Pete Fretwell Joins KUOA as Morning Show Host
Siloam Springs, Ark (January 15, 2003) — KUOA AM 1290 welcomes award-winning morning show host Pete Fretwell to anchor its news-talk format, “American Family Values.” Fretwell brings more than 17 years of experience as a talk radio host, reporter and interviewer to KUOA’s “Northwest Arkansas Live in the Morning,” weekdays from 7 - 9 a.m.
“Pete has many years of talk radio experience, which is exactly what KUOA needed,” said Station Manager Sean Sawatzky. “We’re incredibly excited to have him on staff. He has the talent and experience to create the best talk morning show in northwest Arkansas.”
Prior to joining the KUOA staff on Dec. 9, 2002, Fretwell hosted morning shows for News-Talk KXLY in Spokane, Wash., and KBBC/KRSE-FM in Yakima, Wash.
Fretwell’s radio career has earned him national honors, including recognition by Media Awards for Economic Understanding, sponsored by Champion International and administered by Amos Tuck School of Business Administration at Dartmouth College; the Janus Award for Financial Reporting from American Mortgage Bankers Association; and the Armstrong Award (a broadcast team award) for reporting on "Firestorm '91" in Spokane, Wash.
Most recently, Fretwell served five years as director of communications for an in-state trade association representing agriculture in Washington. Fretwell says he knows what it’s like to be on both sides of the interview.
“I recognize my responsibility to be fair, open minded, and let the other side tell their story,” Fretwell said. “What I like about talk radio is that it tends to be more fair because it allows your guest - in their own words, unedited, in real time - to tell their story.”
The decision to relocate to northwest Arkansas was the result of natural curiosity, said Fretwell. He said he and his wife, Becky, were eager to live in an area that is culturally diverse and get to know the community on a one-on-one level. He describes his on-air style as “curiosity on the fly.”
“I wake up every morning curious about the people I’m going to meet, what’s in the news and what’s not, and why,” he said. “I want to engage in examining the news and its relevance to northwest Arkansas.”
Fretwell believes talk radio can assist northwest Arkansas in bridging historical divides on issues such as economics and education.
“Bridging those gaps, understanding common goals, is something talk radio can do,” he said, “Radio is the only medium I know that can bring people together in a town-hall format.”
Fretwell packs KUOA’s two-hour morning show with national, state and local news, often including real-time interviews with legislators, business owners and local experts.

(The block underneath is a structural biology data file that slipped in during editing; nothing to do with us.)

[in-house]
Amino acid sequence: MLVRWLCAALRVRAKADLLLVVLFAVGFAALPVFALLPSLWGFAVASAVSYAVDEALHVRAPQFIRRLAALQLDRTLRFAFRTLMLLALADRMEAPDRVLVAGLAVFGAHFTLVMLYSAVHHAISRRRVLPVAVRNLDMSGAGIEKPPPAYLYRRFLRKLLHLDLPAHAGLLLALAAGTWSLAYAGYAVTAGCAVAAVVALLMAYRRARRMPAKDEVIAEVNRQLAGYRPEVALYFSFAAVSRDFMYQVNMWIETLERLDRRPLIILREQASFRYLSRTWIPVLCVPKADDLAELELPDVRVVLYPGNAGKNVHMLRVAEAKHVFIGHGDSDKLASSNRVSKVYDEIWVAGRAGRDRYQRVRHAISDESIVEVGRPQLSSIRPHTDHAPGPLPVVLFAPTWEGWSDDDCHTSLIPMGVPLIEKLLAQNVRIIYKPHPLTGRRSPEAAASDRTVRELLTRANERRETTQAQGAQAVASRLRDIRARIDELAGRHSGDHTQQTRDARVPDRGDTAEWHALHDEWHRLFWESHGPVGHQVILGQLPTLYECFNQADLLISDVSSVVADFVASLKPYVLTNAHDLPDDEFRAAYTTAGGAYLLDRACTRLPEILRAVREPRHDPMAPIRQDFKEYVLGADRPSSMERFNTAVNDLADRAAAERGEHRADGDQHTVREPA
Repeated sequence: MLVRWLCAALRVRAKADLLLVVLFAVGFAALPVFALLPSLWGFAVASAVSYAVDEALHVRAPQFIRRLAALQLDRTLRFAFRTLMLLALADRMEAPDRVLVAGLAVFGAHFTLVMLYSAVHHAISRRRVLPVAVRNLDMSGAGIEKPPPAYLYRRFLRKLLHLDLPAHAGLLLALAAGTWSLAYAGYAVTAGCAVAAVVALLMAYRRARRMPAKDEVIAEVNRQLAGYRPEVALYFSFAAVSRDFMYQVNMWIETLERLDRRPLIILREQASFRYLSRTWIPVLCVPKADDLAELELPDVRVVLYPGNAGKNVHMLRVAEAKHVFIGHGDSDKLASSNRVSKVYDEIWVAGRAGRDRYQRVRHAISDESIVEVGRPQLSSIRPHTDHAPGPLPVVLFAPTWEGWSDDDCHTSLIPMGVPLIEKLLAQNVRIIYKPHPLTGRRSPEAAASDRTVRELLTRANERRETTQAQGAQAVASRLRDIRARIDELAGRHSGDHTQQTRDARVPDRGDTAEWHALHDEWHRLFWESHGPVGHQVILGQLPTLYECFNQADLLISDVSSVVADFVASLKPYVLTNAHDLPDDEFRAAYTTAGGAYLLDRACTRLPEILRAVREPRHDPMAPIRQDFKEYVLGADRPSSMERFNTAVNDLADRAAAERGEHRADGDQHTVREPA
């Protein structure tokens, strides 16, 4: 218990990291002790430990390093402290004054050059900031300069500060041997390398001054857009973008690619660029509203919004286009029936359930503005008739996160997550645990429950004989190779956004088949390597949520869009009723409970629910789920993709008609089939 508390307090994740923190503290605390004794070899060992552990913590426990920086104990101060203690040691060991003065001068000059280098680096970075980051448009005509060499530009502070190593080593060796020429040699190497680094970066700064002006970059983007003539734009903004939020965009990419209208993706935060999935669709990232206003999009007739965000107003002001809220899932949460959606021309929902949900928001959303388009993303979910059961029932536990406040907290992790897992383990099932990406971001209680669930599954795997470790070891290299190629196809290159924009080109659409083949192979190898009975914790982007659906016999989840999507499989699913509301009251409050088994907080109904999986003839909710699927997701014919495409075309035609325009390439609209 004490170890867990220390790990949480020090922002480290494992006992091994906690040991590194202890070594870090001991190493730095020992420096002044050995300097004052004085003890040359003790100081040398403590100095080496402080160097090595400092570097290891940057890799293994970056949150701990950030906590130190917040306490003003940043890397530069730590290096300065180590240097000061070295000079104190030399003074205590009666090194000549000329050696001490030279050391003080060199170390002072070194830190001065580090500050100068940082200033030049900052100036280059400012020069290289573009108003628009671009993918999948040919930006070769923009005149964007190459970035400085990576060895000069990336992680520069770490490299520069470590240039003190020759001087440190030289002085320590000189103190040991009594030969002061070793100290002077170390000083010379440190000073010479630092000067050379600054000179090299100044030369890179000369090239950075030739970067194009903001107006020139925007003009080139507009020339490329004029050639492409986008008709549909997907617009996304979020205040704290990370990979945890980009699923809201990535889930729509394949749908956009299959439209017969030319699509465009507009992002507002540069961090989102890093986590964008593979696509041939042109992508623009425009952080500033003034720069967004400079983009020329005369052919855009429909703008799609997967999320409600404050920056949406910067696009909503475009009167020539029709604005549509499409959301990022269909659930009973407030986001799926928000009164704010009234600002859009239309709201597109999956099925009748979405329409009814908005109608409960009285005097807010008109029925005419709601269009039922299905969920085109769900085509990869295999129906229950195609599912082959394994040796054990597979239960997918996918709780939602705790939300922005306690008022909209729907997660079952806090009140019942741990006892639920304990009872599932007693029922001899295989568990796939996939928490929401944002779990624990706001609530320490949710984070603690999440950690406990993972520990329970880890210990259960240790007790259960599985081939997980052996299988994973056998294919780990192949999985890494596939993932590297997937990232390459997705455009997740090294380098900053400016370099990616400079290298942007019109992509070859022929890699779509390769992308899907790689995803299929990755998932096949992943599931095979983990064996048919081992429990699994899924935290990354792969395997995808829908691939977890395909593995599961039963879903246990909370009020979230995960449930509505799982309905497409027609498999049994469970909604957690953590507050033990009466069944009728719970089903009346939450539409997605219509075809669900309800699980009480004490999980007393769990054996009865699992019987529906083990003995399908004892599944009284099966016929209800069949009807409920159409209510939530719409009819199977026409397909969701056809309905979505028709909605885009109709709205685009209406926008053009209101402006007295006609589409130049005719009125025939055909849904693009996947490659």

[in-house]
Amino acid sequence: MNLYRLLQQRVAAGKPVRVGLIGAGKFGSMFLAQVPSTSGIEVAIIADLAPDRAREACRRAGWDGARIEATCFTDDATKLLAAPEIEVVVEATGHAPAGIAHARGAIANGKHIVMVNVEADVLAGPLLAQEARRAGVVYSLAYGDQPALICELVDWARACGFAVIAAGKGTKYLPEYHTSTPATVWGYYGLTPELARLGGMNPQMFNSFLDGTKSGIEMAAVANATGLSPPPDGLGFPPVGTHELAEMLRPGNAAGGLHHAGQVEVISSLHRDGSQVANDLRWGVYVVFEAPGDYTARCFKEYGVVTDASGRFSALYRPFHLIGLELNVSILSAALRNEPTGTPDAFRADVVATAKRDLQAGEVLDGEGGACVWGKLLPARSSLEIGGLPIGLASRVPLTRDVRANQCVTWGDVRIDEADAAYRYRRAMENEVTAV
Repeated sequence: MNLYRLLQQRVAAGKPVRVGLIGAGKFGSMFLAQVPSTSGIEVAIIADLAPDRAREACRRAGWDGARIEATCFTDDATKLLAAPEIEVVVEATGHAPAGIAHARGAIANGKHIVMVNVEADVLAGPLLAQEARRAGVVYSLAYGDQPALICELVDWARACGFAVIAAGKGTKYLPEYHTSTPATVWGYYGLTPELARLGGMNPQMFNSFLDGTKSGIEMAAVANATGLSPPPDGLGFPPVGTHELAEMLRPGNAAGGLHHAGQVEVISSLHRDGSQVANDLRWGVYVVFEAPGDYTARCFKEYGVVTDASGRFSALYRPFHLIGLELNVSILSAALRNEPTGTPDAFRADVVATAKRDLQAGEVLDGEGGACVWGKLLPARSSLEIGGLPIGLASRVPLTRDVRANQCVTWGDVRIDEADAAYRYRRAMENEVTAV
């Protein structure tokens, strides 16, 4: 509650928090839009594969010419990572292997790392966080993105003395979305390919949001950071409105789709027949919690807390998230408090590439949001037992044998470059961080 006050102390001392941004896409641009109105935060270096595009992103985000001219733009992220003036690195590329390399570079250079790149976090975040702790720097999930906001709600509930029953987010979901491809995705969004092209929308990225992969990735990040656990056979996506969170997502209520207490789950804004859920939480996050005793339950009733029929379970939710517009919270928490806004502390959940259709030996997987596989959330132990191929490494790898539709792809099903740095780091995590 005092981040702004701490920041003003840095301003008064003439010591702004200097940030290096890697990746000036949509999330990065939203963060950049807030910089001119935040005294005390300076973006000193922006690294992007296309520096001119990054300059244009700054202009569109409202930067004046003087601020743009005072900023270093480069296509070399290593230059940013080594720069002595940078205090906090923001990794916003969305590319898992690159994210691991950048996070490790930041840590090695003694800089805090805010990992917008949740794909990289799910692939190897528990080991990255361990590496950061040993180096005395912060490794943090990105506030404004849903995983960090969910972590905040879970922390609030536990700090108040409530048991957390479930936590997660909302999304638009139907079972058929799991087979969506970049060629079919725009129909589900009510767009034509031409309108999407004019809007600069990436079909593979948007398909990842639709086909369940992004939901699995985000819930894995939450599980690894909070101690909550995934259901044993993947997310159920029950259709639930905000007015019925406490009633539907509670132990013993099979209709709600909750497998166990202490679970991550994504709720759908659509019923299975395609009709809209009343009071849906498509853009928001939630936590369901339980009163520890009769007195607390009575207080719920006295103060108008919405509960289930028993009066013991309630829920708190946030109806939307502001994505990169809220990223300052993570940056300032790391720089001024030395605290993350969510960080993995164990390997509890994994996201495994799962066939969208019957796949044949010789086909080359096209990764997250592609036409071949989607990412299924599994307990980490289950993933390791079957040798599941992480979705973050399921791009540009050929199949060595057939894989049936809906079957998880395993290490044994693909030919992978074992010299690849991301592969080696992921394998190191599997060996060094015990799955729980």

“Pete spends a lot of time preparing for the next show,” Sawatzky said, “gathering news from the internet, always seeking a northwest Arkansas perspective on the news and its impact on our area.”
Fretwell outlined three angles from which talk radio can have an impact in northwest Arkansas. First, KUOA’s talk format is best suited for promoting JBU’s mission and goals from a faith-based perspective. Its emphasis on American family values stems from KUOA’s early years as the mouthpiece for JBU founder and evangelist John. E. Brown Sr., beginning in the 1930’s.
Second, he said, talk radio affords an opportunity for experts in both academic and professional fields to share their views on current affairs and examine issues extensively and personally.
“John Brown Sr., the founder of JBU, understood the potential for radio long before others in the country,” Fretwell said, “Experts on current issues can have a nationwide impact as he did.”
The third benefit is the opportunity for the listener to interact. “Calling in and requesting a song isn’t really interactive,” Fretwell said. “A talk format allows the listener who calls in to have as much weight in the dialogue as the host or the congressman.”
In addition to his morning responsibilities, Fretwell also serves as the station’s assistant manager, scheduling announcers, working with sales, and overall programming. “He’s quickly becoming my right-hand man,” Sawatzky said.
For all his efforts, Fretwell said it’s hard to call his new post “work.”
“Radio beats working for a living,” he said, “I’m absolutely back in my element. Diverse culture is fascinating, not frustrating.”
KUOA is the oldest licensed radio station in the state of Arkansas and is owned by John Brown University in Siloam Springs. Its talk-radio format, “American Family Values,” features daily syndicated broadcasters, including Fox News’ Sean Hannity, Dr. Laura Schlessinger, and Dr. James Dobson’s Focus on the Family. John Brown University is a private university with an enrollment of more than 1,700 students from 42 states and 45 countries. JBU is a member of Arkansas’ Independent Colleges and Universities and the Council for Christian Colleges and Universities.